A lot of people I know are as anal about their health as they are about work or money or other things. In Goa, there are plenty of options for that. From long walks to running on the beach to yoga classes to even fancy gyms (aka fitness studios) to massage parlors to swimming to dance, you have it all here.

The best bet would be walk / jog on the beach. But do keep a stick handy for them strays.

8B. Safety in Goa

Beaches are more or less safe at almost all hours. Actually, Goa in general is safe when it comes to petty crime. I have been routinely leaving my helmet perched on the scooty and it is yet to go missing!

No that does not mean you let your guard down. Just keep your eyes and ears open and you’d be ok.

The cops are friendly, the locals keep to themselves, the shack owners may want to fleece you with overpriced food but they want the beaches to be safe. They’ve understood that it’s in their long-term interest to offer safety.

Of course there would be a few unscrupulous elements but that’s everywhere in the world. My rule of thumb is, give respect and you shall get it!

8C. Finding work in Goa

Let’s say you move here. And for some unfortunate reason, you cant continue with your work. What do you do? If you are like me that don’t have any sellable skills (writing, designing, singing, photography-ing, hustling et al), how do you find meaningful work?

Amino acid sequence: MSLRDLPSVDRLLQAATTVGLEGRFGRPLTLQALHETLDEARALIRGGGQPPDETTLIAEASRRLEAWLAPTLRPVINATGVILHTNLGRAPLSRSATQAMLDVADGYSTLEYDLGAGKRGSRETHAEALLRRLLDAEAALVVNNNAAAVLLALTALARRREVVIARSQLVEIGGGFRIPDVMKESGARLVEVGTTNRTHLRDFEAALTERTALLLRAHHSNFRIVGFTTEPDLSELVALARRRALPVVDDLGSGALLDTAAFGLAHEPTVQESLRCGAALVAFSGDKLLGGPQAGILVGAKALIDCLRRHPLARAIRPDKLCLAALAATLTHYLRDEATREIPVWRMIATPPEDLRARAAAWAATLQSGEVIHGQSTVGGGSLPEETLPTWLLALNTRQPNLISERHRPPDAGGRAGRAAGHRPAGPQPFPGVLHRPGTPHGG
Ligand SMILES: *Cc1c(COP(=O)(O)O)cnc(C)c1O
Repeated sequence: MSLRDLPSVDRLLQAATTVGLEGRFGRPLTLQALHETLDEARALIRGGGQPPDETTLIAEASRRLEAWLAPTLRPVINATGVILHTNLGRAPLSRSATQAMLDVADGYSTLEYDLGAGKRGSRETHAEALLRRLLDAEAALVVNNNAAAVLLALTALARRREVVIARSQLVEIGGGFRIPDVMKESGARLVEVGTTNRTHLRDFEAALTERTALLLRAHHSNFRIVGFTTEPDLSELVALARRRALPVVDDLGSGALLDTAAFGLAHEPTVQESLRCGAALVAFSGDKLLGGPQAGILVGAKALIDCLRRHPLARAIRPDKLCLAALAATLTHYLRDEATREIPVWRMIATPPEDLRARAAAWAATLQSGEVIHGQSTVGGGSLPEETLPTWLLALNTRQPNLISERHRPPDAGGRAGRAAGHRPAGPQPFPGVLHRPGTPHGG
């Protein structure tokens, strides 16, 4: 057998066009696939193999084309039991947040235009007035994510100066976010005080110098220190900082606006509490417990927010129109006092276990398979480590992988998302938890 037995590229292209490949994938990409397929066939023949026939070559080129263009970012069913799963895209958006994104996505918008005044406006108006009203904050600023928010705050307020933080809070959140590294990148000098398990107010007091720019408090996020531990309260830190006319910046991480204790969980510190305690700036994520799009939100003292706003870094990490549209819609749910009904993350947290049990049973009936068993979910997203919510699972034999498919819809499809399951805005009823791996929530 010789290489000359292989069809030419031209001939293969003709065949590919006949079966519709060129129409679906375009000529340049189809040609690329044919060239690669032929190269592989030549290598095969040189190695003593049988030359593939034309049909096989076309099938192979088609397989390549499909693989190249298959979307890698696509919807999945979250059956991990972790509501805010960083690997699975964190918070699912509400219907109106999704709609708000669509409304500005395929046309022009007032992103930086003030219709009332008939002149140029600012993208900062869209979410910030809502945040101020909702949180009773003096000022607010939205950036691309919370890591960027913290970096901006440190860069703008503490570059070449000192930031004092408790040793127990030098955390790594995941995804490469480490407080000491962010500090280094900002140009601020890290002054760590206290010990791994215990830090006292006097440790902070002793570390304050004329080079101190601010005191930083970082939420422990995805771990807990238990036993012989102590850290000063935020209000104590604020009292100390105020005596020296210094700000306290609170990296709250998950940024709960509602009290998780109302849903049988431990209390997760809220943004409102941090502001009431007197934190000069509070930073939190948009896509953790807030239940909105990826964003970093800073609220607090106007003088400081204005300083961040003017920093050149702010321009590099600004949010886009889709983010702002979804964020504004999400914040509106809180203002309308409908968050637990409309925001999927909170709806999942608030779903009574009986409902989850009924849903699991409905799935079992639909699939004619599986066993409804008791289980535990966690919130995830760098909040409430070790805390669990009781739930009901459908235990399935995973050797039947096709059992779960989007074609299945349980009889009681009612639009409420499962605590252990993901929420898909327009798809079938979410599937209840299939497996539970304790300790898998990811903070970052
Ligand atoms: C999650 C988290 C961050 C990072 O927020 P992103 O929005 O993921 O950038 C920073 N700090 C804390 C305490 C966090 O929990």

Well, they say that Goa is like a village. Everyone knows everything about everyone else. And I have seen that in action! Numerous times. So much so that I am cursing myself for not knowing how to make connections at these villages. I suck at networking 🙁 You will need to find your place in this village to get work!

The best way to get work in Goa is through closed networks.

Some Facebook groups are very active and people from the community share all sorts of opportunities. I recommend Offbeat Goa. Do check it out. I know someone that knows the lady that started it. I have met her just once, that too for like 0.2 seconds and thus I don’t have a personal opinion per se. But If gossip is to be believed, she’s an incredible woman. #note2self: need to make friends with her.